‘Text only’ copy/paste + Format Painter

Don’t compromise all of your hard work building templates by pasting content in from another source into your document and adding unwanted formatting.

For lawyers, even when you’ve used Quick Parts and templates, you still need to customize your work product with outside materials, such as inserting caselaw.

To keep consistency within your document when you introduce content with copy and paste, be sure to use the “keep text only” option for pasting. When pasting using the “keep text only” option, the content should match the existing formatting of the document.

 

PRO TIP: Set your default pasting command to “keep text only” especially when pasting from other programs such as your internet browser. By default, Word preserves the original formatting when you paste the content into a document using CTRL + V, the paste button, or right-click + paste. [Learn how to control the formatting when you paste text.]

 

You may now easily control the formatting as you wish after pasting.

When using Microsoft Word, one easy way to tell it to match the existing formatting is to use Format Painter. Format painter is on the home tab and quickly applies the same formatting (such as color, font style and size, and border style) to multiple pieces of text.

 

Microsoft Word Format Painter screenshot

 

This is a quick and effective way to make sure your fonts, sizing, spacing, etc., are consistent. [Learn how to use the Format Painter.]

Use Compare Documents

Any lawyer will tell you that words matter. Even proper punctuation matters, as we’ve seen in cases like the missing comma that cost a Portland-based dairy trucking company some $10 million (as the opinion appropriately begins, “For want of a comma, we have this case.”). Much of the value in a lawyer’s work product comes in the content and detail of the carefully crafted prose.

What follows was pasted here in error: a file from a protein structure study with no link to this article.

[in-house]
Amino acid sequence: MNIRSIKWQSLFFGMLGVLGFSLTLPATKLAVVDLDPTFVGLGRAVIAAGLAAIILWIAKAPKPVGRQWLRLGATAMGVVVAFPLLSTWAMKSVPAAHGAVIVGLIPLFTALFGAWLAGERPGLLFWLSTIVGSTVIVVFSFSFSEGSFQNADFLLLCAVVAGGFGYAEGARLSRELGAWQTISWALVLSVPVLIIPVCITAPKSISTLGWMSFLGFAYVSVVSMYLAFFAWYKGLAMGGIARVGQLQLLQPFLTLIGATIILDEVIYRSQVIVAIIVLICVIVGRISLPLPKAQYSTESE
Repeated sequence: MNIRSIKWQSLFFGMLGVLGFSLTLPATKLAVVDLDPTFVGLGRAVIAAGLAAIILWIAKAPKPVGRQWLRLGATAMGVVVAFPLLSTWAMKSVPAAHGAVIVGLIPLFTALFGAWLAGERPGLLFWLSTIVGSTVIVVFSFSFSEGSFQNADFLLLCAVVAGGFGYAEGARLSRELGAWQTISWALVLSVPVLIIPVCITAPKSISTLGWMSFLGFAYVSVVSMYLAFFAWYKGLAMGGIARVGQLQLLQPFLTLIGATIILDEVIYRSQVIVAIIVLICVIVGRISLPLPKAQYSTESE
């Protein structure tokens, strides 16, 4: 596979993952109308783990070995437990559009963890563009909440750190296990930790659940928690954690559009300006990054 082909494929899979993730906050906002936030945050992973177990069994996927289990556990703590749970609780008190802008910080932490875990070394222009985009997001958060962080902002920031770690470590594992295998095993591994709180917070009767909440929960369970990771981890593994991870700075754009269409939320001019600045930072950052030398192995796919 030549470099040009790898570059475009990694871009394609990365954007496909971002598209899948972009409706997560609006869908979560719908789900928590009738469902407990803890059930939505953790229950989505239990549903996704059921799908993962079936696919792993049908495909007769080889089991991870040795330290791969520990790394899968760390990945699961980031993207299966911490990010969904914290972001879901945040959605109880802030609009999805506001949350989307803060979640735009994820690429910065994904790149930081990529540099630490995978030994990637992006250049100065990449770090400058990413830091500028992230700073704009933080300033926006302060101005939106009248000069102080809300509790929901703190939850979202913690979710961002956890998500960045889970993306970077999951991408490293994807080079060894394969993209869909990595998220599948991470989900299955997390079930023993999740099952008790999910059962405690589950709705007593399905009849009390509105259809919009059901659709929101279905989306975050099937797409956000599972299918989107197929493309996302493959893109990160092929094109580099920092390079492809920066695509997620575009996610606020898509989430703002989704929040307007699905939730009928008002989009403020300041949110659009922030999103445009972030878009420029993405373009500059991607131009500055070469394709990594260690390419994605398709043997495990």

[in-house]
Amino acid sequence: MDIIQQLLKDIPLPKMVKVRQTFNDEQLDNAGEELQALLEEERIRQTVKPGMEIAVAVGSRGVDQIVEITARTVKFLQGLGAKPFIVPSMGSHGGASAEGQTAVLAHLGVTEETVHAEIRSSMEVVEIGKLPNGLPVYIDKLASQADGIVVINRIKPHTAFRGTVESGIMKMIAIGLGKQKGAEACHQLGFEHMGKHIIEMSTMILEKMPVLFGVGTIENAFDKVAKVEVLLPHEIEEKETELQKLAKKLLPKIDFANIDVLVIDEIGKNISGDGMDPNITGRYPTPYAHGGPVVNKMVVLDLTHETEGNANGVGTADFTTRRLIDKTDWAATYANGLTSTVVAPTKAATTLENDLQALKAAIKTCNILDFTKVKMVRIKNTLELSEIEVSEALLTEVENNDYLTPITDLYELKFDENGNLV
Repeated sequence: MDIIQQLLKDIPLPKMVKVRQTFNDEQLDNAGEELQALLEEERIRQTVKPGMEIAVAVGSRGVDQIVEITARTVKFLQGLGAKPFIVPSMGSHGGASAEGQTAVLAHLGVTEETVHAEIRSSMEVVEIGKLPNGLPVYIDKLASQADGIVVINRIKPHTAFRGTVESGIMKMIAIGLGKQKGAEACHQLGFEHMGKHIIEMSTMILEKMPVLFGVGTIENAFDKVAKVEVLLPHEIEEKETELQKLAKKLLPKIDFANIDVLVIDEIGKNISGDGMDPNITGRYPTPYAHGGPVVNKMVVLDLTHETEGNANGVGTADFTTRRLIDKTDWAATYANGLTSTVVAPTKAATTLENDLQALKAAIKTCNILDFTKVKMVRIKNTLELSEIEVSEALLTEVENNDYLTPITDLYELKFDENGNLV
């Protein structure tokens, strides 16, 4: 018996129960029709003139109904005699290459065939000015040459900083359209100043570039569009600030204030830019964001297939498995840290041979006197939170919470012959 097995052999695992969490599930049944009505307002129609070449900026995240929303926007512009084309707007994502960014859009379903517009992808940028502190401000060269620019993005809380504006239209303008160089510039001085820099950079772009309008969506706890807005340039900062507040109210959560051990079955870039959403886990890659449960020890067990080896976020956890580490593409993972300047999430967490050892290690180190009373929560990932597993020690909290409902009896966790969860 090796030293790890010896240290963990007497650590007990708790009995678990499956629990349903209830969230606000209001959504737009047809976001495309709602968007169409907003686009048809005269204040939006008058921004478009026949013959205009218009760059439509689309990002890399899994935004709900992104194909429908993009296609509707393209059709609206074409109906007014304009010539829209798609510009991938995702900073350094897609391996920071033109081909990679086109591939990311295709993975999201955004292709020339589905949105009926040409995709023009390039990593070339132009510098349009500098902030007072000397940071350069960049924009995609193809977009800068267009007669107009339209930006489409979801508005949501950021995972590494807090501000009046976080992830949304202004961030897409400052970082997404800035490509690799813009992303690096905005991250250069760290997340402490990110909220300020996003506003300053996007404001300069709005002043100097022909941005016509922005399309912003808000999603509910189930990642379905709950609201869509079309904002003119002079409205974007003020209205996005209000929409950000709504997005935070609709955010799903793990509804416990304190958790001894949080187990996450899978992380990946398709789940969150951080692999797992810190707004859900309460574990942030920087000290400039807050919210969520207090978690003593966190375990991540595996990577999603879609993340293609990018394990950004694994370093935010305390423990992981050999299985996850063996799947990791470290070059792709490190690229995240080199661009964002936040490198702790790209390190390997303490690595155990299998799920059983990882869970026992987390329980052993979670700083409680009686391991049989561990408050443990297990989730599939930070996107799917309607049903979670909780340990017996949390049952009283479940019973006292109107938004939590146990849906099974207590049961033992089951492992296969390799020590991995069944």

Whether you’re sharing a draft with your client, co-counsel, or even opposing counsel, trusting your own eyes to confirm any and all changes made is an unnecessary risk that can lead to buried mistakes sneaking by.

Let Word do the work for you by using the Compare Documents tool in the Review tab to compare two versions of a document and see how they differ. You can also combine versions from multiple authors into a single document. Learn how to compare and/or merge two versions of a document.

 

Microsoft Compare Documents screenshot

 

Remove metadata

While converting any shared Word document into a PDF may be a good practice, there are times when you need to share the Word version so others can edit it.

Still, you should do all you can to eliminate hidden information (“metadata”) contained in the document, including past tracked changes, comments, and various authors’ names.

When you share your Word document with clients or colleagues, remove the hidden data and personal information on a clean copy.

The Document Inspector feature in Word (under the File tab, then Info, and Check for Issues) helps you find and remove hidden data and personal information in documents you plan to share. [Learn how to remove hidden information from a Word document.]

 

Microsoft Inspect Document screenshot

 

Let me know what you think of these Microsoft Word tips and how they improve your workflow. How else are you using Microsoft Word? Let us know in the comments below.